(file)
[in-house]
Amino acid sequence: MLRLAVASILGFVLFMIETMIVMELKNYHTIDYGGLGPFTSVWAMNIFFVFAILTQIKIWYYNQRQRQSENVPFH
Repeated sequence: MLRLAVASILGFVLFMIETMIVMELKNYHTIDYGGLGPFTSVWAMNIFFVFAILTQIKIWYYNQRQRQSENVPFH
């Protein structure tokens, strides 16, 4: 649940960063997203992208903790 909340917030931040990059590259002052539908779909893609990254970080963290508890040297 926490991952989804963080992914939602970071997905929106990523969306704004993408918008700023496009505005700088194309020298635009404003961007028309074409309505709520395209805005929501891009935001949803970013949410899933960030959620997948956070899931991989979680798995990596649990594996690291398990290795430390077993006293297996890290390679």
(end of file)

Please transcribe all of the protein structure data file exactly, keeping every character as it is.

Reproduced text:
[in-house]
Amino acid sequence: MLRLAVASILGFVLFMIETMIVMELKNYHTIDYGGLGPFTSVWAMNIFFVFAILTQIKIWYYNQRQRQSENVPFH
Repeated sequence: MLRLAVASILGFVLFMIETMIVMELKNYHTIDYGGLGPFTSVWAMNIFFVFAILTQIKIWYYNQRQRQSENVPFH
């Protein structure tokens, strides 16, 4: 649940960063997203992208903790 909340917030931040990059590259002052539908779909893609990254970080963290508890040297 926490991952989804963080992914939602970071997905929106990523969306704004993408918008700023496009505005700088194309020298635009404003961007028309074409309505709520395209805005929501891009935001949803970013949410899933960030959620997948956070899931991989979680798995990596649990594996690291398990290795430390077993006293297996890290390679």